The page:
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Ciao, Mr Chow - you won't be seeing me again

Published 8 September 2002
News Review
478th article

Charming company: Michael Winner with Beth, left, and Cara (Geraldine Lynton-Edwards)

Mr Chow, a Chinese restaurant in Knightsbridge, was a Sixties "in" place. I'd see Peter Sellers there, Princess Margaret - everyone who was anyone. The owner, Michael Chow, was low-key and charming. He had a delightful sister who acted under the name of Tsai Chin. She featured in one of the strangest movies I ever made, starring Frankie Howerd and Tommy Cooper, called The Cool Mikado.

Mr Chow, the person not the restaurant, emigrated to Los Angeles where Mr Chow, the restaurant not the person, is a great success. The London branch hung around. No one I know ever visits it. So I was surprised when Robert Earl, the Planet Hollywood entrepreneur and Marco Pierre White's partner in Wheeler's, asked me there for dinner.

Robert sometimes has the most enormous number of people join him for a meal. Far more than I can comfortably deal with. His Mr Chow night was such an occasion.

I thought the place looked quite nice. One wall is mirrored. Some silver ducks hang on a rail like laundry. Our party of 11 was stretched along the wall.

Amazingly, there were other people dining, also. There were no prawn crackers. I've never known any Chinese restaurant not have prawn crackers. Perhaps, I thought, this is so superior they're above prawn crackers. I was wrong. Some very ordinary fried prawns arrived. Then a dough-covered thing. "It's a deep fried won ton with prawns," said Marco Pierre White helpfully.

"What's this red stuff, then, Marco?" I asked. "It's the squab," I think Marco said.

Everything was bland. Tasteless really. I've never had bad seaweed in in any Chinese restaurant. Mr Chow's was rubbery. Then came a pork dumpling. "A bit burnt on the outside, Michael," observed Marco. "A bit burnt! It's black," I replied.

"This is the worst Chinese food I've eaten in 100 years," I dictated into my tape. Then I thought: "I haven't lived 100 years." Never mind, you get the drift.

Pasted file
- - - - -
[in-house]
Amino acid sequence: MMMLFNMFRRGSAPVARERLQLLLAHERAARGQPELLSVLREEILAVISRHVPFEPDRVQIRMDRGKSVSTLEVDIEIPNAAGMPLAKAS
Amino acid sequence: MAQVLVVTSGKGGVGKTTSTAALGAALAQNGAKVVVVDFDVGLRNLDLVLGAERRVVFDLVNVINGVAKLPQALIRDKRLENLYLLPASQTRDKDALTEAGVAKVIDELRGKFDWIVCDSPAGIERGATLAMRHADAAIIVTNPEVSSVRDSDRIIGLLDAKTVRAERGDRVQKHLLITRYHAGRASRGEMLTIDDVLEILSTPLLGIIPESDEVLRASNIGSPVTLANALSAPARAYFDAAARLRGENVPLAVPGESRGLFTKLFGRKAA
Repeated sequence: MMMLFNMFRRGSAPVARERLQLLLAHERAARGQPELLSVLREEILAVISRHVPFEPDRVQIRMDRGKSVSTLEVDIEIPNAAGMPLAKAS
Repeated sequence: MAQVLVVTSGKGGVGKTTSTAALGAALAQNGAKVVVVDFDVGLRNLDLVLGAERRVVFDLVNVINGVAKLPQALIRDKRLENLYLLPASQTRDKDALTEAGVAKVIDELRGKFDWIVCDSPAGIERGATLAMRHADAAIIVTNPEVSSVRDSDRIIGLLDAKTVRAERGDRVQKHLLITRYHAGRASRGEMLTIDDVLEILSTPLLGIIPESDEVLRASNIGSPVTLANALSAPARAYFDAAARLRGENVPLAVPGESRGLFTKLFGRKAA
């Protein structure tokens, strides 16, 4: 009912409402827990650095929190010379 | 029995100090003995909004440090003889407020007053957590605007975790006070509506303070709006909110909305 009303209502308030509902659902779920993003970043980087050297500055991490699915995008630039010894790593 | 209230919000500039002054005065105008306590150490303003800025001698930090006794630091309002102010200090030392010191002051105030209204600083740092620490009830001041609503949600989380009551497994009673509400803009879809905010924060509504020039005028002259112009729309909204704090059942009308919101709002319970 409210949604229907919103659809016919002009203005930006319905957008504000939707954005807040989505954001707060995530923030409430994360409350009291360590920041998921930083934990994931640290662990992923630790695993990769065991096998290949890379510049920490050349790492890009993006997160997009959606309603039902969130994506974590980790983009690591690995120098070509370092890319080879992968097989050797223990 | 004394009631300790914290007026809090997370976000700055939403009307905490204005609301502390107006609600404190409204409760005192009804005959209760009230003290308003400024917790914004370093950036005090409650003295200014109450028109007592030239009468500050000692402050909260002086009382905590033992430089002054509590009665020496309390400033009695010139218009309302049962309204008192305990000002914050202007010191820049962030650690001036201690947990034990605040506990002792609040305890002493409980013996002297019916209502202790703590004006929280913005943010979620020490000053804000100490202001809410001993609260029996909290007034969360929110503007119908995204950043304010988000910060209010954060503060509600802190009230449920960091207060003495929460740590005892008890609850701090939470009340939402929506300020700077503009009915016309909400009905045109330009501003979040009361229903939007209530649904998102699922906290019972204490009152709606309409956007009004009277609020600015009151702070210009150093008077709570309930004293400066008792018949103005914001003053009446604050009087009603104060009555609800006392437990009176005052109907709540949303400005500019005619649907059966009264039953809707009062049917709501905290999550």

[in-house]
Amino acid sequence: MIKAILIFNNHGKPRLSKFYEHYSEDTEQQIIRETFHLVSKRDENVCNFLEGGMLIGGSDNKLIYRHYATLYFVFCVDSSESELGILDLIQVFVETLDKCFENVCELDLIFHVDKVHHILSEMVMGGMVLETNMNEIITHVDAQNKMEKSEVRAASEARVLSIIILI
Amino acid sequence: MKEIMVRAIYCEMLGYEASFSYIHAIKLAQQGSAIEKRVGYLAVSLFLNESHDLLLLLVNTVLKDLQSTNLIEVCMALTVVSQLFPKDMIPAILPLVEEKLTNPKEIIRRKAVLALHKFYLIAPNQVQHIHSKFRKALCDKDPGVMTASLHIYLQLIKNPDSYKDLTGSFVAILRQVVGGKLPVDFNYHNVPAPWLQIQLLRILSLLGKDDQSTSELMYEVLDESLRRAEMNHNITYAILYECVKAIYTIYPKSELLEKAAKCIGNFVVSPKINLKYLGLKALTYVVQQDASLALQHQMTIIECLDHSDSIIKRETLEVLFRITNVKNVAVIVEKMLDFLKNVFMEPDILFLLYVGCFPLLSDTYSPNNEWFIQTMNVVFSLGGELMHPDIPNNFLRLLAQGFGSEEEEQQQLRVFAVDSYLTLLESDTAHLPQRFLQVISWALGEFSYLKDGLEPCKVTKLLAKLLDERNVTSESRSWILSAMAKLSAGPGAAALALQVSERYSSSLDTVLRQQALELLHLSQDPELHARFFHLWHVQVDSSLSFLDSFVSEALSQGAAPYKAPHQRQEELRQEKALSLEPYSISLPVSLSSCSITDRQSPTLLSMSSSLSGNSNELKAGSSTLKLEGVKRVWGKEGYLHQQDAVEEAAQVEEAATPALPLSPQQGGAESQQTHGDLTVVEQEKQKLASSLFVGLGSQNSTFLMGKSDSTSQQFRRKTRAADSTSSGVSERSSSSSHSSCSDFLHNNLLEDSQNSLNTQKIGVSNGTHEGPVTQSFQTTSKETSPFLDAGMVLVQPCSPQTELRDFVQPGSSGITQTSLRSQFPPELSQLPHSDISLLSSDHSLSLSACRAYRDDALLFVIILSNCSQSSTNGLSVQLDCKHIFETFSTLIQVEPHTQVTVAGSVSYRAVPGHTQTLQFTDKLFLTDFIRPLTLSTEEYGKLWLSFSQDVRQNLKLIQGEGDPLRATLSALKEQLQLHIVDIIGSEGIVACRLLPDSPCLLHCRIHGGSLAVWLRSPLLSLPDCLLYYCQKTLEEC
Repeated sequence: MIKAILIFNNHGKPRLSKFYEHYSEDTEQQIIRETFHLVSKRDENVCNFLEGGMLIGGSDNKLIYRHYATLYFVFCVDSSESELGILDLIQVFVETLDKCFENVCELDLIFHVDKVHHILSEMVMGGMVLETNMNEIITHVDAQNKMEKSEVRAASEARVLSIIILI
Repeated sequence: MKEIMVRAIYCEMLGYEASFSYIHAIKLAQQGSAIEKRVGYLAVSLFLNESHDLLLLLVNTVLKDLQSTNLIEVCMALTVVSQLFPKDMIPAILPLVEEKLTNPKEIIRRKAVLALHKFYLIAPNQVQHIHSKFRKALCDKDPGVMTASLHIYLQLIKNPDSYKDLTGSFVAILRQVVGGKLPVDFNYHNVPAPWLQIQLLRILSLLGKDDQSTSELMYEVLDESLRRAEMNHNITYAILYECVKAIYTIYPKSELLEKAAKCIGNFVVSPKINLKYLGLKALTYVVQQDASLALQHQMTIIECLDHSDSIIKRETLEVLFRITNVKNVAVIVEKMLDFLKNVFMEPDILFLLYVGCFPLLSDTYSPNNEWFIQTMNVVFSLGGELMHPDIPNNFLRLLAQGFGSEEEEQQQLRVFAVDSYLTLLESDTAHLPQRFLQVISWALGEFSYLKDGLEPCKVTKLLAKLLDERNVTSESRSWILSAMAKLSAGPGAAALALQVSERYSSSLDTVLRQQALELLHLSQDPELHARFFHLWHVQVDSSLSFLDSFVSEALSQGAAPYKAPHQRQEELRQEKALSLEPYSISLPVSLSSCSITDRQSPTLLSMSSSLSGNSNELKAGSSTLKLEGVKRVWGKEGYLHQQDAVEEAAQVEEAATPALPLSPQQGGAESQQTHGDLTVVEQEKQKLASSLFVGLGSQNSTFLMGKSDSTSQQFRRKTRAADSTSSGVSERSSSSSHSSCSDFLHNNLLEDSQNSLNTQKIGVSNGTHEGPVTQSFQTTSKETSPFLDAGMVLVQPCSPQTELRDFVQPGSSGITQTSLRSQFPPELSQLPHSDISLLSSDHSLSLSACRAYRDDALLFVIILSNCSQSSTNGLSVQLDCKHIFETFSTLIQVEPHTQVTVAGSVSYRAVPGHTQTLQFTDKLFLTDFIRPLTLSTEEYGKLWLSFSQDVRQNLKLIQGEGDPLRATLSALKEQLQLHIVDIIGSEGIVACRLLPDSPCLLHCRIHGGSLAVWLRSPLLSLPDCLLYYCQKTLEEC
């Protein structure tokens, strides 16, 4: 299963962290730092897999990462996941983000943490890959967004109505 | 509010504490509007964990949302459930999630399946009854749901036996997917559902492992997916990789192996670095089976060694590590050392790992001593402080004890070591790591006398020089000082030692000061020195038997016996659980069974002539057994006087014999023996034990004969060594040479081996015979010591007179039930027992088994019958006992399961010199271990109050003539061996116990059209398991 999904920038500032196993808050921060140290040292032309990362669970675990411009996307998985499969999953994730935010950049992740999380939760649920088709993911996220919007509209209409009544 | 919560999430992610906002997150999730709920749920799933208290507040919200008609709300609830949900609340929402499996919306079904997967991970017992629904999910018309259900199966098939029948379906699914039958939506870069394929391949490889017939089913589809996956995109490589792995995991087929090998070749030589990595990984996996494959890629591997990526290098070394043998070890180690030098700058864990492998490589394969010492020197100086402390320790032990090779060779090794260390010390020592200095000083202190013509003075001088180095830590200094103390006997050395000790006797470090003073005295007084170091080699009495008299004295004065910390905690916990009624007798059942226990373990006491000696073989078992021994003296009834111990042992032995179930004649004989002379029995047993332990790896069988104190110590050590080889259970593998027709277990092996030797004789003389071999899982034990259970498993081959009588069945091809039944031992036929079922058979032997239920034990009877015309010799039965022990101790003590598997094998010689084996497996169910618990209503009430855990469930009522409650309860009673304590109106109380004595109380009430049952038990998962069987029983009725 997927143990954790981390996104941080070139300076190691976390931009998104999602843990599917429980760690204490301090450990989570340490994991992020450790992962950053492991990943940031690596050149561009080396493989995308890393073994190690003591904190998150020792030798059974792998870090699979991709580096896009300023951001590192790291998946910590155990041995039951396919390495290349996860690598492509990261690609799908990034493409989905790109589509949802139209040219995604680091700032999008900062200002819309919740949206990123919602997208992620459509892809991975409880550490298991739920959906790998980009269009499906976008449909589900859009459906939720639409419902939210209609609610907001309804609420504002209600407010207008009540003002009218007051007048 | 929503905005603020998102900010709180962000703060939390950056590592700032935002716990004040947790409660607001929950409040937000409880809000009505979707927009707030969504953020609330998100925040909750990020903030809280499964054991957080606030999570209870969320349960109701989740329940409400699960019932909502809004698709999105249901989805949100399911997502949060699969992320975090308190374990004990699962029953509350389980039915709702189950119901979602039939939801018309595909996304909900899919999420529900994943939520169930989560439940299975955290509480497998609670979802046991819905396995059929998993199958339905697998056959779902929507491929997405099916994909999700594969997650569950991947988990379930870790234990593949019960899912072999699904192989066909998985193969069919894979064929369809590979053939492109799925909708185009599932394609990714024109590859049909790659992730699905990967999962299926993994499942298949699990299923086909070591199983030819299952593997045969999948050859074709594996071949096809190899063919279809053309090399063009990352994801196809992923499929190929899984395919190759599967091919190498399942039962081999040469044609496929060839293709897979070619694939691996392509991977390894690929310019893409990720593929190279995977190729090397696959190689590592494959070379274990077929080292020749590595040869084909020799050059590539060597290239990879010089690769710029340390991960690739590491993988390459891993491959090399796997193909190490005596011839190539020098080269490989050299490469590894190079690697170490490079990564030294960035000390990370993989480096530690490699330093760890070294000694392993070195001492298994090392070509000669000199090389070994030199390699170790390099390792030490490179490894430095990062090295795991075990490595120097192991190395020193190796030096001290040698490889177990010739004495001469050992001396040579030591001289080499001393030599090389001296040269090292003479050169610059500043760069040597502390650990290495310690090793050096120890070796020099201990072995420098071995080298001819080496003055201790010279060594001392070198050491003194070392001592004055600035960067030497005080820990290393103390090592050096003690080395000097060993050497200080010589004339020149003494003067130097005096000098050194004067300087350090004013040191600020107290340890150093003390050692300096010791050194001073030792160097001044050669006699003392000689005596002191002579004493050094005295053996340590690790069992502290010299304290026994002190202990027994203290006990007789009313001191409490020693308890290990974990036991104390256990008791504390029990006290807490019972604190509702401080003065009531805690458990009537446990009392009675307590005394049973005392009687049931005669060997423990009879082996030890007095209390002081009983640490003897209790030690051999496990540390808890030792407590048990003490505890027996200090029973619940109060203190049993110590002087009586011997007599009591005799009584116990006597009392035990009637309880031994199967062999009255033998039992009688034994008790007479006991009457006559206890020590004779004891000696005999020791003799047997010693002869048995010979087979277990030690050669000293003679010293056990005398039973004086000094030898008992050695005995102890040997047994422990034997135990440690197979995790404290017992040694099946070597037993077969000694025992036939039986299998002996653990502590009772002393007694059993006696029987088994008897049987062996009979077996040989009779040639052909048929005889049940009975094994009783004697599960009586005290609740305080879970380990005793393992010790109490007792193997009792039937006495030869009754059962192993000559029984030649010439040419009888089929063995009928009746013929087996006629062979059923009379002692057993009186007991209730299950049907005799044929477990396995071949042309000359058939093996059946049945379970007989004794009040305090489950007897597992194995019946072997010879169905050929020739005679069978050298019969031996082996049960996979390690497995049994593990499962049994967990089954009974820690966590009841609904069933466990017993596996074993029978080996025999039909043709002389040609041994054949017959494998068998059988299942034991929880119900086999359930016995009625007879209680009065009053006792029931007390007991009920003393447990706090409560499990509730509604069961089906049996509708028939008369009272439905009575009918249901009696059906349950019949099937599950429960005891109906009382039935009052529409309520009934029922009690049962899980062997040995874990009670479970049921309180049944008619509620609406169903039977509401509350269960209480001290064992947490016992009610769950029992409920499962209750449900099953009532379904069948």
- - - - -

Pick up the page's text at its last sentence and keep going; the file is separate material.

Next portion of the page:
We were given smoked chicken, which tasted of nothing. Then came an inferior lemon sorbet. After that we were shown two steaming roast ducks. They looked very healthy considering they were dead. The duck had no ducky taste. The flesh was much whiter than usual.

I desperately tried to think of something nice to say. The service was good and the waiters were pleasant, was the best I could manage. Then some green prawns came, literally green, with rice. I stopped eating after a small taste. Until a tough lobster arrived. I couldn't manage more than a speck of that.

By now we'd gone up to 14 people. People kept arriving and people kept changing places. Robert's daughters, Cara and Beth, were very charming. Beth was going to La Mamounia in Marrakesh and Cara's studying art. You can see them both in our photograph.

The inevitable toffee apple and toffee banana were the best things the meal. As I finished them a boy band, Natural, arrived from Top of the Pops with another friend of Robert Earl's, a highly successful American boy band manager, Lou Pearlman.

As I left, a charming and lovely lady at a table near the door greeted me. I'm hopeless about knowing who people are. I never remember names. It was only after I'd left I thought: "That was Trudi Styler, aka Mrs Sting." Why she was there I can't imagine. I hadn't been to Mr Chow for 35 years. I'm never going back.